• Yusra says:

      (for some reason, it seems the comments aren't working properly but I hope you, if anyone, sees this).

      Thank you for that – it's expressed what I wanted to ten times better than I ever would.

  90. lilygirl says:

    I am still pissed off at the Huckleberry Fin rewrite.
    If Collins’ ableist writing is that offensive then call her out on it. If it is “true” to the moment, situation, culture, leave it alone.

  91. Robin says:

    Mark, thank you so much for mentioning the ableist language; it's something that has always really bothered me about the books but that I tend not to mention since calling out ableism almost always causes wank. I hate hate hate when 'crazy' is used to equal 'bad' or 'evil', but it's prevalent enough that I try to shut it out as much as I can and enjoy the story. Still, I think that it does cause real damage and contributes to the fact that folks with mental health issues are perceived as less trustworthy than folks without and the general dehumanization of folks whose mental health isn't a starling banner of perfection.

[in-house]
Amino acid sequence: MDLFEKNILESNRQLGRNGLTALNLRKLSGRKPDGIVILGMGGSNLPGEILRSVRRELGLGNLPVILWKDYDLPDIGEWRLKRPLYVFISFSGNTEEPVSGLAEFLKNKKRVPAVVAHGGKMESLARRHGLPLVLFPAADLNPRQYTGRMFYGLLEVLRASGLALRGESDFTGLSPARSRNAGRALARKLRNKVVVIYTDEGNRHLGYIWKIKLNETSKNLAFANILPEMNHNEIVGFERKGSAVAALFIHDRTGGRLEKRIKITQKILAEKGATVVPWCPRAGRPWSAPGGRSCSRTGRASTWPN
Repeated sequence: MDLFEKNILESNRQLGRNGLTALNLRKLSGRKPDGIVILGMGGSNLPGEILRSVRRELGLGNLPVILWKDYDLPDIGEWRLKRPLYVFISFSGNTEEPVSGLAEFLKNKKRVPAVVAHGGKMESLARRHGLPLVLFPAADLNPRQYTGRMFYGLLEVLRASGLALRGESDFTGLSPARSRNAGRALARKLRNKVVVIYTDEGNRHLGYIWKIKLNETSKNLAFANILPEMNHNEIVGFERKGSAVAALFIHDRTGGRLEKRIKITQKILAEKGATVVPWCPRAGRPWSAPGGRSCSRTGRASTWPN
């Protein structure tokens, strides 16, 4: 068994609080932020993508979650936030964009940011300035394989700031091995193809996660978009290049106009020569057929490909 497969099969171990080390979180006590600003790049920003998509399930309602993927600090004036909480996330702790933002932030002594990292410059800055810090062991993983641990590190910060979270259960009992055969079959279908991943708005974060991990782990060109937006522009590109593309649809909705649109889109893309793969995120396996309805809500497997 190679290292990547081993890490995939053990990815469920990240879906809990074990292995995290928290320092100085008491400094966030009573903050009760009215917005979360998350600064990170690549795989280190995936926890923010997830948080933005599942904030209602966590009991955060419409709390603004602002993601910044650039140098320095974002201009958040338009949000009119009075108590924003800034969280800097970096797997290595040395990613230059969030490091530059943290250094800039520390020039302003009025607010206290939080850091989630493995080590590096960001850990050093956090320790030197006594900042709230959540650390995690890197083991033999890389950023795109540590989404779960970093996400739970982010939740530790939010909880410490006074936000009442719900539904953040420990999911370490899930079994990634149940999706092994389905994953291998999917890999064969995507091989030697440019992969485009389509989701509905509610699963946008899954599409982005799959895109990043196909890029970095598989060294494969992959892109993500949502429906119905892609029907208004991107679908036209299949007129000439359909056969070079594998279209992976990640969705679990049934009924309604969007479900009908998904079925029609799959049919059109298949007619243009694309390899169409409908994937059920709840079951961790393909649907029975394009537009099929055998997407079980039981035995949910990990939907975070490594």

(Also, you have made me the saddest of all sads linking to FWD. I'm going to miss that blog SO MUCH)

  92. Mary says:

    Throughout The Hunger Games and Catching Fire we have gotten glimpses of medicine in the Districts (or at least district 12) and they don't seem to have any of the modern technologies and understanding of psychological disorders that we do today. I don't know if Collins intended this, but she could be using the ableist language as a sort of mirror to society. I could be completely off, but that is my speculation.

  93. Gabbie says:

    Three more chapters until Mockingjay!! Man, you're still so unprepared. 🙂

  94. studious_mom says:

    Hmmm, I hadn't noticed the ableist language — but then you mentioned that it had to do with mental disorders, and I realized why. For some reason, I do notice ableist language when it has to do with physical disorders (which I don't have), but I rarely noticed ableist language when it deals with mental disorders (which permeate my life).